All books mentioned above are obviously available to buy from England’s Lane Books.
I admit it’s a bit of a stretch from this clip – one of my favourite songs – to this post, but listening to Marika Cobbold discuss how to write romantic comedy with her fellow novelist Amanda Craig at the Ham and High Literary Festival on Tuesday made me realise the story of How I Came to be in England (which I posted here) fits neatly into this category. Also strangely enough, neither of the two authors are romantic comedy writers and both fell into the genre by accident.
I too planned to write a couple of posts about how it was that I ended up marrying a British naval officer and moving over to the
UK from my native . I didn’t plan it to become a novel, but in the end the story ran to 48 chapters. I am now submitting the tale as a manuscript to prospective literary agents. (Please keep you fingers crossed!) Finland
So yesterday’s talk was more than informative for me, even though I’d gone to the venue just to hear Marika, my Twitter friend and an author who I’ve long be a fan of. Her first book Guppies for Tea, which I learned yesterday was made into a film in
, won many accolades and tells a very modern tale of a dysfunctional family struggling to come to terms with how to care for an elderly mother. Her latest novel, Aphrodite’s Workshop for Reluctant Lovers is a tale of a romantic novelist who’s lost her faith in love. Her writing is funny and observant. She was born in Germany Sweden and came to at the age of 19, so I feel a little bit of a kinship to her. England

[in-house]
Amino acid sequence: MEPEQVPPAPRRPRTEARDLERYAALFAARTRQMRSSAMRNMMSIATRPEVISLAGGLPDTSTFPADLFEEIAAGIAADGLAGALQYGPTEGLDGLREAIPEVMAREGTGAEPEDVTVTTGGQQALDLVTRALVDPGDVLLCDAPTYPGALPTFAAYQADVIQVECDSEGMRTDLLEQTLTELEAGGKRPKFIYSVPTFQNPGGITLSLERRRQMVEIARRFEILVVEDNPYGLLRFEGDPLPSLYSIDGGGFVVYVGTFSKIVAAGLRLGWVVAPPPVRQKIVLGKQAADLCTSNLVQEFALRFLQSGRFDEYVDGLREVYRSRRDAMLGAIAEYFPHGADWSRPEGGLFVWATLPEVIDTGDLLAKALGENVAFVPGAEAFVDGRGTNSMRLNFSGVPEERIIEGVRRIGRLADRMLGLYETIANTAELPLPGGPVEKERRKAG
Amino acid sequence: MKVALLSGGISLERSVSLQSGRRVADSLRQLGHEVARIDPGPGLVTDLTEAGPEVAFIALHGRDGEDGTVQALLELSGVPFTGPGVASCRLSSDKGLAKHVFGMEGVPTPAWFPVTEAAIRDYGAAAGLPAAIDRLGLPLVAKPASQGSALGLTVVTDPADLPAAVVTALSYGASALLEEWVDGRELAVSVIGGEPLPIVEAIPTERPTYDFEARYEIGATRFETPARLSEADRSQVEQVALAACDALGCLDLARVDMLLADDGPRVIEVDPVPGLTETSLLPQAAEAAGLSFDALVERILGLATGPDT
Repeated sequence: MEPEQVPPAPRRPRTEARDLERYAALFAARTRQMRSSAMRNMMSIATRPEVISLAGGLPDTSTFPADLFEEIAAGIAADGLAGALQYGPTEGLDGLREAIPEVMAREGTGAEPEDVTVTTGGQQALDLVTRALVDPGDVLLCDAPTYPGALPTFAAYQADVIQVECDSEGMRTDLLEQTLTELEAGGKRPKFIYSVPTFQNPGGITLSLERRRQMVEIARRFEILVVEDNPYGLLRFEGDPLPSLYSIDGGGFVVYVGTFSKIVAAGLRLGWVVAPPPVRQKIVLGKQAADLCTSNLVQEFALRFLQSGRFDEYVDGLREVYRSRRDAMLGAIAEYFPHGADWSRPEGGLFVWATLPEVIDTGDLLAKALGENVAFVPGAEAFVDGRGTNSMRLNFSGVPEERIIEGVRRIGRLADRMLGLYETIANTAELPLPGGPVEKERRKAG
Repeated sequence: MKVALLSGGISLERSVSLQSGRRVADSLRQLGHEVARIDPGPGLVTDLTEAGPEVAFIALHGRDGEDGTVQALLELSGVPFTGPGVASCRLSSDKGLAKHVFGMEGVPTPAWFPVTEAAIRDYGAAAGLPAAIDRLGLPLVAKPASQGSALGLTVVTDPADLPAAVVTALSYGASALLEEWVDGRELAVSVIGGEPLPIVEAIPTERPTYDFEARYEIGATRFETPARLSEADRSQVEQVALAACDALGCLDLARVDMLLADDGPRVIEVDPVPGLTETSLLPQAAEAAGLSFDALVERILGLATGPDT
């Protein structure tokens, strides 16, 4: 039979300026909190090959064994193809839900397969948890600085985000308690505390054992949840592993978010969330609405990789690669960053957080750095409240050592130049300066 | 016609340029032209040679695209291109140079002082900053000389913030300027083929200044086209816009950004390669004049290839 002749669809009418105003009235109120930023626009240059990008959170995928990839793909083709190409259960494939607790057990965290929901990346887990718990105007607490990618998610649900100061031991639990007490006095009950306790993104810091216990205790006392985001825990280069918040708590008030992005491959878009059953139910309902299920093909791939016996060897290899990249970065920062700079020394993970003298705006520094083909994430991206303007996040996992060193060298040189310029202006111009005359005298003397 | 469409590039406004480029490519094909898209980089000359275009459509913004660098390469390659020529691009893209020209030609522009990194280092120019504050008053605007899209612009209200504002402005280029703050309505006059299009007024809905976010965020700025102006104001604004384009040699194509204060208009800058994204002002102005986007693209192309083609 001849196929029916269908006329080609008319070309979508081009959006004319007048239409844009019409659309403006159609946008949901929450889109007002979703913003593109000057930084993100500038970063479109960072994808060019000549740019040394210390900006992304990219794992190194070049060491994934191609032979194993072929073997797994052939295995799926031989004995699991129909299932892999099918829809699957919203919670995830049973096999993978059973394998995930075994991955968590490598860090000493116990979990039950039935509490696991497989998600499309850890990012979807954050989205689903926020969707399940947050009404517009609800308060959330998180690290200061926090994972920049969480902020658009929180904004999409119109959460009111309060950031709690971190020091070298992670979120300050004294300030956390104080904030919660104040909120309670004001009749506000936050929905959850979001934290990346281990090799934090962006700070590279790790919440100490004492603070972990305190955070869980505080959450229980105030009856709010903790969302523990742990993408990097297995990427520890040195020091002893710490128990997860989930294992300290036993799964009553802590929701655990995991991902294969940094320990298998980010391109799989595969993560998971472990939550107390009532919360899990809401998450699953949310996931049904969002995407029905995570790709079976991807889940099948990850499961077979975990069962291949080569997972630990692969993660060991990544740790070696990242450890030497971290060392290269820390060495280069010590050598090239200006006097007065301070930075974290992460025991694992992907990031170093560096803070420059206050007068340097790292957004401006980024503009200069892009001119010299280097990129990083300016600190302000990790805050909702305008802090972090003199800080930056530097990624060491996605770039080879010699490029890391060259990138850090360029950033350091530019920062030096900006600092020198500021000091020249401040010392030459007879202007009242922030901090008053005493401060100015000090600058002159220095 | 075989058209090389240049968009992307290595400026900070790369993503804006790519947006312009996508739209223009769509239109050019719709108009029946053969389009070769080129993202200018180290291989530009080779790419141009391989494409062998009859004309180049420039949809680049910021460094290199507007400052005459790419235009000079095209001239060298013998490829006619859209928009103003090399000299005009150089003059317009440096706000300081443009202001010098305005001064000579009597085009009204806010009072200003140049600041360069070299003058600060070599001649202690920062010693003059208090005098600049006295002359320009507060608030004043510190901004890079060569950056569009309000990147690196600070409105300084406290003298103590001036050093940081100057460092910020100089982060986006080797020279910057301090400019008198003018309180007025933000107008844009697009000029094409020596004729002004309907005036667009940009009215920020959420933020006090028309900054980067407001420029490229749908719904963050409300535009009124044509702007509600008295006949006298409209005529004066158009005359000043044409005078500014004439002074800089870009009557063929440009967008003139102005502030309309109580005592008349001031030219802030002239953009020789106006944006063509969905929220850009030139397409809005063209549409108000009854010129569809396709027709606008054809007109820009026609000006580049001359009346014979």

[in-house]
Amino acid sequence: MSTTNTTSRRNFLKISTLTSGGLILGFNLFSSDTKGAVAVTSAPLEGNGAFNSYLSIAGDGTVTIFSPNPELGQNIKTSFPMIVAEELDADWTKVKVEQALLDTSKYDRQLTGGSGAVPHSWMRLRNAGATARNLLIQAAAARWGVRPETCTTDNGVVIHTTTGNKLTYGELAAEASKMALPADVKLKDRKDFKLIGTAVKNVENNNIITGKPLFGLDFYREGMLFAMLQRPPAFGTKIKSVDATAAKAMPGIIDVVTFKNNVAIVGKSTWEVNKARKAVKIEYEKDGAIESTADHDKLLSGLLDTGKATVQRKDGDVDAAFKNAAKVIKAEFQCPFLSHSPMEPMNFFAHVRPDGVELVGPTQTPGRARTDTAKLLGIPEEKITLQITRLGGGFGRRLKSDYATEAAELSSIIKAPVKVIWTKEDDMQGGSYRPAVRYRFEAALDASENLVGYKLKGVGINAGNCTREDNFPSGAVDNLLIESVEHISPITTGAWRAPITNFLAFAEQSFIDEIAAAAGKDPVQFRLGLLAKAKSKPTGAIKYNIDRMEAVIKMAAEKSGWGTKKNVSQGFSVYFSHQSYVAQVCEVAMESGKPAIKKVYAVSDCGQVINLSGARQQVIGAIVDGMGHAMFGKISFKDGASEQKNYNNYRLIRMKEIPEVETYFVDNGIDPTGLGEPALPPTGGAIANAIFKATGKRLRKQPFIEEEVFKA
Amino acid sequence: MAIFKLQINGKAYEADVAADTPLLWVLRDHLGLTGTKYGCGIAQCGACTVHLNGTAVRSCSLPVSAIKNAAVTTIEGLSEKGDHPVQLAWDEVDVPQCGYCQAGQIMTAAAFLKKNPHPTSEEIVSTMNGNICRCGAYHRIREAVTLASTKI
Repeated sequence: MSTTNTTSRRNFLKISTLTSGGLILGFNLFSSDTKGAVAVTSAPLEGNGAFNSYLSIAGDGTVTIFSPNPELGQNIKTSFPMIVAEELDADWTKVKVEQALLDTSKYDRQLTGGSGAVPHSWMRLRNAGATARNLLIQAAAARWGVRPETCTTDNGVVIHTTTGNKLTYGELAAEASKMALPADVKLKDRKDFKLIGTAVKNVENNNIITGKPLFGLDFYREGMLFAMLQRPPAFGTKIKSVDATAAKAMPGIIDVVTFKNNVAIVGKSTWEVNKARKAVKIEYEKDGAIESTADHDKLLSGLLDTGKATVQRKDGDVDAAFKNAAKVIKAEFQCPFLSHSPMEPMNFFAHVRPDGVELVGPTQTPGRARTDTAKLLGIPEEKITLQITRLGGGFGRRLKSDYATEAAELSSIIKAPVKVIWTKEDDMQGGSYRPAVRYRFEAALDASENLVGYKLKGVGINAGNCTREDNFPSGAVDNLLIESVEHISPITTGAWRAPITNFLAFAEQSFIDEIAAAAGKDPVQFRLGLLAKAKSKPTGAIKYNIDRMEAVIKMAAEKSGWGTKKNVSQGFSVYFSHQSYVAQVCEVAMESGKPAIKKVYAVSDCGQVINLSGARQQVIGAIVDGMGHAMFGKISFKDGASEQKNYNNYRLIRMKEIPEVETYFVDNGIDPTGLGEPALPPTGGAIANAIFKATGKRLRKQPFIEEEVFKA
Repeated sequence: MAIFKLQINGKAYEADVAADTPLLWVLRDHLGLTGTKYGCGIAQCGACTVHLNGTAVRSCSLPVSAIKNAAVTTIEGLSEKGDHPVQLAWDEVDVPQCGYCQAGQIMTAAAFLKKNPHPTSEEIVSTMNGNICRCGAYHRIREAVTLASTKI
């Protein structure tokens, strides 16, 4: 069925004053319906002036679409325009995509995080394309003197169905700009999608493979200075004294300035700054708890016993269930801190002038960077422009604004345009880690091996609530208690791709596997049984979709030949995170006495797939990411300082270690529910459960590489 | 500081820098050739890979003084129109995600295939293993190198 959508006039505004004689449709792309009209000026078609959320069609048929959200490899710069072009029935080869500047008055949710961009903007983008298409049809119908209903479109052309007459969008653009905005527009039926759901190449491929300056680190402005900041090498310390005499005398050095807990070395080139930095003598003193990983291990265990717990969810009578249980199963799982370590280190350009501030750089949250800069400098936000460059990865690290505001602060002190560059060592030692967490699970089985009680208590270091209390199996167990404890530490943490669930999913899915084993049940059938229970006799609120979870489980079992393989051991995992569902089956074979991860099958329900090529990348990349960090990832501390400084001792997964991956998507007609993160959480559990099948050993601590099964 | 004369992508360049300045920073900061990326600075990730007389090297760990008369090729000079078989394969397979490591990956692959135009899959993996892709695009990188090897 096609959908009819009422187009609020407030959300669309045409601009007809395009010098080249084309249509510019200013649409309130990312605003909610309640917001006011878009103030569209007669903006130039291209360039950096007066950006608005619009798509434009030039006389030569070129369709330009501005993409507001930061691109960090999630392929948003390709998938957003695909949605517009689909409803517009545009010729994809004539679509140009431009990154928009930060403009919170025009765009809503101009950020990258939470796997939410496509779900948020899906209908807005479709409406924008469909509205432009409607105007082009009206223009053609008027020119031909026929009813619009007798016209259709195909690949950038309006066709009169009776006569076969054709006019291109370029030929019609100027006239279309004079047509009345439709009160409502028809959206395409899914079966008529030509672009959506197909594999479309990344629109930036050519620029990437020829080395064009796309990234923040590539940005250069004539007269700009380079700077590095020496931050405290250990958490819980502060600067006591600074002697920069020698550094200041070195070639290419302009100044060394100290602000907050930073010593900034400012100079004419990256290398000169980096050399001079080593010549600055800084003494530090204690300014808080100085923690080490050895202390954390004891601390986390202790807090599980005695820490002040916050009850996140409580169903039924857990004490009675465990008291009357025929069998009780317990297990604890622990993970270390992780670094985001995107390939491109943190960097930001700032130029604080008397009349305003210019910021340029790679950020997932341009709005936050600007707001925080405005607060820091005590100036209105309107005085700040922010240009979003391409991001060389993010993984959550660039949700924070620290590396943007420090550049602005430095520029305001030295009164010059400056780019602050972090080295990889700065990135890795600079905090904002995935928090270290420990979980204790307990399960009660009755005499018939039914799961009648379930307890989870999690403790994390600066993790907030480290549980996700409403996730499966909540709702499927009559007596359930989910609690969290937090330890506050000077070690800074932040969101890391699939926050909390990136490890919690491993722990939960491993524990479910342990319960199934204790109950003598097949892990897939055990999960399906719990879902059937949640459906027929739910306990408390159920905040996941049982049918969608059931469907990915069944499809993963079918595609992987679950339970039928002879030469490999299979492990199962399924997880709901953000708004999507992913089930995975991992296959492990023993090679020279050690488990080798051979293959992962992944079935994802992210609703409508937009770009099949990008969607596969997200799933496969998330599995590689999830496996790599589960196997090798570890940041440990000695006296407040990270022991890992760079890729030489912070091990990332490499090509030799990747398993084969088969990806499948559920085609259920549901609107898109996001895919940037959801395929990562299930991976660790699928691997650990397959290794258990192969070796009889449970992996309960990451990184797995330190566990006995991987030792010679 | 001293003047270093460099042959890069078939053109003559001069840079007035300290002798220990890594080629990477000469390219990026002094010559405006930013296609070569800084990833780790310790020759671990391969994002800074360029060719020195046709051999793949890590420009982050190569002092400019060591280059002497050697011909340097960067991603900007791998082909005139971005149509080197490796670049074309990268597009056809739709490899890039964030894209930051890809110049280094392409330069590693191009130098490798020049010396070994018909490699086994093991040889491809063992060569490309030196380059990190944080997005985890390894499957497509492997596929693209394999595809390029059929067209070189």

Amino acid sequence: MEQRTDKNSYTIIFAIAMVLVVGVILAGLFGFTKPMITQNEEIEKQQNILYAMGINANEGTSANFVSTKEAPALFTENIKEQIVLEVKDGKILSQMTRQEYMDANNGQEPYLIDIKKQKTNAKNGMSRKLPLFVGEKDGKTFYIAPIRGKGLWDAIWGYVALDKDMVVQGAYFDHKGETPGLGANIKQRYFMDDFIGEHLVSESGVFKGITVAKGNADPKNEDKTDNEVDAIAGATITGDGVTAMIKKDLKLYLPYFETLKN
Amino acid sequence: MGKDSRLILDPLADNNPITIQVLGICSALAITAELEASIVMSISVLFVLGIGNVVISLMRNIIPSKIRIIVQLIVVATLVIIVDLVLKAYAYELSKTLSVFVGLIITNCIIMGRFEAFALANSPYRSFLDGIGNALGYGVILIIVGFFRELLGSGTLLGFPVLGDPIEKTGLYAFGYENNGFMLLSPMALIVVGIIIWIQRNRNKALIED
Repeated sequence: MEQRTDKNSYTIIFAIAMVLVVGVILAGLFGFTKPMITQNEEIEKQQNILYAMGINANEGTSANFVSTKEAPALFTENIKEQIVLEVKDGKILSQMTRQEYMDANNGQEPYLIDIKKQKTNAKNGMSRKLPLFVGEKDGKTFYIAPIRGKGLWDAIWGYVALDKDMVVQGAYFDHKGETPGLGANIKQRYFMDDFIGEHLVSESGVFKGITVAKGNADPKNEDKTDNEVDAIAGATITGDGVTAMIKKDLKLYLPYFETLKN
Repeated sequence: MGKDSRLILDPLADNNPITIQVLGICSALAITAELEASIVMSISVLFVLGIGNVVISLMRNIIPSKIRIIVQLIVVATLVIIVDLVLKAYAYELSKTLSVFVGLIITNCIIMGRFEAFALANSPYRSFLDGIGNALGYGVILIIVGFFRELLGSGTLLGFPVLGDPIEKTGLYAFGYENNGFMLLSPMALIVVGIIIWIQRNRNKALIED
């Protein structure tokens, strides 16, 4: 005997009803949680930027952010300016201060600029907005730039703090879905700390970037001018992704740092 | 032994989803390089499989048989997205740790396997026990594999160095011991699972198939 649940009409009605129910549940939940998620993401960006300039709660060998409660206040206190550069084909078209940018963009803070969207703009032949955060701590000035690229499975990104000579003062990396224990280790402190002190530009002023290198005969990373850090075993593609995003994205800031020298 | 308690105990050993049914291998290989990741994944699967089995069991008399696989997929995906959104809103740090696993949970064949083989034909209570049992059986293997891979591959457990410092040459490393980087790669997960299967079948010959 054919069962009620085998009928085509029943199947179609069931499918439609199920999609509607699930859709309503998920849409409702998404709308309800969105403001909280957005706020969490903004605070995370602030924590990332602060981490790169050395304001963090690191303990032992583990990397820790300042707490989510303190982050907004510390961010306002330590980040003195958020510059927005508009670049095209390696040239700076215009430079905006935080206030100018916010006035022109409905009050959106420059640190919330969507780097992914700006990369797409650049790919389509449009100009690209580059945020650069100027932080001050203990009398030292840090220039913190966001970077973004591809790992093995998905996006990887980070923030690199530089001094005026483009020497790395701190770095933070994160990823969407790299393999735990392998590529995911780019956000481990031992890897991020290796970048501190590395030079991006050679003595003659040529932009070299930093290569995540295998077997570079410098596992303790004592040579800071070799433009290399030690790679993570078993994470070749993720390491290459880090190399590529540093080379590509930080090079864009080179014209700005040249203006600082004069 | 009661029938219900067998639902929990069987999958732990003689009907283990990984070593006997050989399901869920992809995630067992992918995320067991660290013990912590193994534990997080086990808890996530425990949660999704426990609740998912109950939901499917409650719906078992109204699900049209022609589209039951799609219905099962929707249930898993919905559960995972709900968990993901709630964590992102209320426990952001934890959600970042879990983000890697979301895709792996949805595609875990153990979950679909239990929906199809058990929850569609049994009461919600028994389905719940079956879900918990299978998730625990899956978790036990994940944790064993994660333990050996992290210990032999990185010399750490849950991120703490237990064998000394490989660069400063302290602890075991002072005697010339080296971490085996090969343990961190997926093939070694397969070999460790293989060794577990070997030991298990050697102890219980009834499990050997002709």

At yesterday’s talk I was delighted at how honest and frank both Marika and Amanda were about their art, about the writing process and how they use their own life experiences to create plots and characters. Literary critics often despise (female) authors who use their own experiences as a basis for a novel. But in order to write about love, for example, you must have experienced it, or have watched it at a very close quarter. To pretend that we don’t use our own lives, or the people we meet as models for our plot and characters is frankly naive. Of course it’s never the same; if we told stories true to life no-one would believe us. But in order to make novels authentic they must have an ounce of reality in them.
It was also interesting to hear how Amanda, straddling genres, takes some of her characters into different novels; how she watches them grow and mature. This kind of Trollop-like treatment of literary characters really appeals to me. How lovely it would be not to have to say goodbye to your beloved heroes or heroines, or those people in your books who have small roles but who you’ve become fascinated by during the writing of the book.
At the end I even got to meet both authors. I almost ran home through the sunny Hampstead Heath, determined to make my current manuscript a little funnier. After all, as Marika pointed out, writing tragedy is easy compared to writing a comedy. And even Shakespeare was at it, Amanda Craig added. She should know as one of her novels, Love in Idleness, re-enacts A Midsummer Night’s Dream.
But the most valuable truth I took home from the talk was that even successful novelist like Amanda and Marika constantly want to improve their craft. And with great humility and humour they even want to share that experience with their readers and wanna-be writers.